New hardware companies aren’t formed every day. But Origin PC, a new maker of computers for gamers, sees an opening in the market for computer gaming enthusiasts that it hopes to exploit.
It’s targeting hardcore PC game fans with machines featuring lots of custom options and airbrush paint jobs. The machines will have “overclocking” guarantees. That means they will have liquid cooling that allows the PC’s microprocessor to be run at higher than recommended speeds.
The Miami-based company is interesting because it has been created by former executives at Alienware, the original gamer PC company that was acquired in 2006 by Dell. The Texas-based PC maker took Alienware mainstream. But it doing so, it stopped catering to the custom needs of the hardest core gamers, offering fewer options for customization.
“Many boutique computer makers have lost their way, forgetting what’s important to gamers and becoming just another corporate entity,” said Kevin Wasielewski, chief executive of Origin. “The market was grown, and then vacated. We want to get back to our passion of building high-performance custom gaming machines.”
It’s an interesting maneuver, since this sector of the game industry has already passed through its consolidation phase. But Wasielewski says it’s as good a time as any to start a gamer PC company, thanks to the popularity of online games such as World of Warcraft and the expected arrival next year of Blizzard’s Starcraft II game. Windows 7 is expected to run games better than Windows Vista did as well.
Co-founders include Hector Penton and Richard Cary, but the team does not include Alienware founders Nelson Gonzalez and Alex Aguila. The Origin PC founders left Dell earlier this year
The company’s first two models are the Genesis Custom Gaming Desktop system and Eon18 Custom Gaming Laptop. Customers can use the Genesis chassis, or they can order any desktop chassis available on the market. The airbrush custom paint jobs will be one-of-a-kind hand-painted creations done by Killer Paint. The computers will be promoted by Fatal1ty, the top-ranked professional gamer.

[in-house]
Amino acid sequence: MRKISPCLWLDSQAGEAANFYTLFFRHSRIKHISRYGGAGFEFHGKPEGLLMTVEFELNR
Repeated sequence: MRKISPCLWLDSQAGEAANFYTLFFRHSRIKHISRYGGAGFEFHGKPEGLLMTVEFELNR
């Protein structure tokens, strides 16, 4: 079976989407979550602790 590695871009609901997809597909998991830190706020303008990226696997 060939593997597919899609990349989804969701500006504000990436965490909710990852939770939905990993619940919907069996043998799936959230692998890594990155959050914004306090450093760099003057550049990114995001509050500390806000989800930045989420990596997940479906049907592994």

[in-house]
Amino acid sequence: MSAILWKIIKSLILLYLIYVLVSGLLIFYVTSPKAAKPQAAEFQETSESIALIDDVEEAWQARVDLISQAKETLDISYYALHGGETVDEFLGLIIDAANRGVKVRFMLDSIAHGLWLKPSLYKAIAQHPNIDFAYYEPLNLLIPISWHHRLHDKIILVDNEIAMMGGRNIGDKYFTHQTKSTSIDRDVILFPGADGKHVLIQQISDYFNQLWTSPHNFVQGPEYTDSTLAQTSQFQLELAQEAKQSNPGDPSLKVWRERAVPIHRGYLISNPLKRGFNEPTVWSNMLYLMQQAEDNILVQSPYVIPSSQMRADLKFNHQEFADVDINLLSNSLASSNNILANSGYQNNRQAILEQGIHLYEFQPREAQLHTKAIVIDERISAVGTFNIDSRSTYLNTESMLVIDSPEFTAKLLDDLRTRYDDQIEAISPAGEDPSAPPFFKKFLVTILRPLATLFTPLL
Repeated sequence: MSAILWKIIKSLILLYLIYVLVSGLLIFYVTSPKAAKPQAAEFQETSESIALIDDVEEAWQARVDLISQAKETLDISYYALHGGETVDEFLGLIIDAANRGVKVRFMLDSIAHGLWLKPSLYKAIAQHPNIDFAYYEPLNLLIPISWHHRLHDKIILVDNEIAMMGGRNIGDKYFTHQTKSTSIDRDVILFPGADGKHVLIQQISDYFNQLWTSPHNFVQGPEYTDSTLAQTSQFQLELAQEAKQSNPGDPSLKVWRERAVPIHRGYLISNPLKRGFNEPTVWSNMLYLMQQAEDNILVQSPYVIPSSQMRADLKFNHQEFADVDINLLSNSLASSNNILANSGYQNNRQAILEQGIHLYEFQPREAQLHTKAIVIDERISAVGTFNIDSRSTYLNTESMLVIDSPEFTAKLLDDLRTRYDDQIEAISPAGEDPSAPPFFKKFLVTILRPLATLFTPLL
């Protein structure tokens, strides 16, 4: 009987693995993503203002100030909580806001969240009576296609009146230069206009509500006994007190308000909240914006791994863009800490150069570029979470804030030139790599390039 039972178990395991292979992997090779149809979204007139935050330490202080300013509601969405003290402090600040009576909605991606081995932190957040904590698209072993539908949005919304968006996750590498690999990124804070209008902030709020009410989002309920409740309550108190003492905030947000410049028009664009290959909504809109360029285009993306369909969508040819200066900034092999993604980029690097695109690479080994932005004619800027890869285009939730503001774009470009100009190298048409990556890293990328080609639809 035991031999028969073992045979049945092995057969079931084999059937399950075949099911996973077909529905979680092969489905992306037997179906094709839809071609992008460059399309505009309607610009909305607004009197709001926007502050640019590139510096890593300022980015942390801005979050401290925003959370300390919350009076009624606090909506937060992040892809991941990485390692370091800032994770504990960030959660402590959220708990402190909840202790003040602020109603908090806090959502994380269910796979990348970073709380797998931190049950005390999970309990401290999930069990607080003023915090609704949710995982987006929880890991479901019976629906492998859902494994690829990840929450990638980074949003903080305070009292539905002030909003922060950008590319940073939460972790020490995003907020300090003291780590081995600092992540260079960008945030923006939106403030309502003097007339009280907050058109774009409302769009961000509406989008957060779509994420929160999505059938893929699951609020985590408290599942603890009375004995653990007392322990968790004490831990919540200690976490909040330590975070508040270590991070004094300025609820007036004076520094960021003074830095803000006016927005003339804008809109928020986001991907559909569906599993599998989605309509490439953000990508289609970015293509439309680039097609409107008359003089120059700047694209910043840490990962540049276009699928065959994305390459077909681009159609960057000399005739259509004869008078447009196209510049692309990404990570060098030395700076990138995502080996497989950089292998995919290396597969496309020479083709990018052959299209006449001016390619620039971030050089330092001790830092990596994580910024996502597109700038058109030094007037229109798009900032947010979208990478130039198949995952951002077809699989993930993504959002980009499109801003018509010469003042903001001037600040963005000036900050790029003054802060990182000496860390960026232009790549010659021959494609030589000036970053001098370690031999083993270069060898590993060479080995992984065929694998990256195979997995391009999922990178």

This kind of custom job is what Alienware, founded in 1996, was created to do. It also competed with boutique gamer PC rivals such as Falcon Northwest and VoodooPC. Others have since joined the fray, but Dell’s acquisition of Alienware shifted that company into a more mass-market approach, while HP’s acquisition of VoodooPC has led to the dissolution of its custom gamer PC manufacturing business.
That’s why the founders of Origin see an opportunity.
Beyond the custom offerings, the Origin team will offer personalized lifetime phone and online support, as well as lifetime labor for repairs and upgrades. The company says it will put every system through an intensive three-day “burn-in” testing process which includes running performance benchmarks and installing the latest software drivers, which ensure that hardware components work in a system.
The systems are available starting today on the company’s web site for U.S. customers. Sales will also begin soon in Australia and Japan.
The Genesis model can use any chassis available and will have unlimited color and design options. It will use overclocked Intel or Advanced Micro Devices processors. It will have two or three graphics cards from Nvidia or Advanced Micro Devices. It will come with a Blu-ray disk burner and high-end memory chips. Pricing starts at $1,699.
The Eon18 has a chassis with programmable gaming buttons, touch-sensitive access buttons, unlimited paint job options, and an 18.4-inch widescreen display. It will come with a Intel Core 2 Extreme processor, two Nvidia GeForce GTX 280M graphics chips, eight gigabytes of main memory, three hard drives, and a Blu-ray disk burner. Pricing starts at $2,599. It is aimed at gamers who want “portable domination.” The average price per customized PC is expected to be around $4,000.
Wasielewski said he would be happy doing about 100 custom computers a month during the company’s first year of business. The company has 12 employees and is funded by Wasielewski and his co-founders.
“It’s still possible to sell a $10,000 computer,” Wasielewski said. “The products are different than they used to be. But even in this economy, people want high-end products.”
The company isn’t seeking funding at the moment. Wasielewski said he will re-evaluate that after the launch.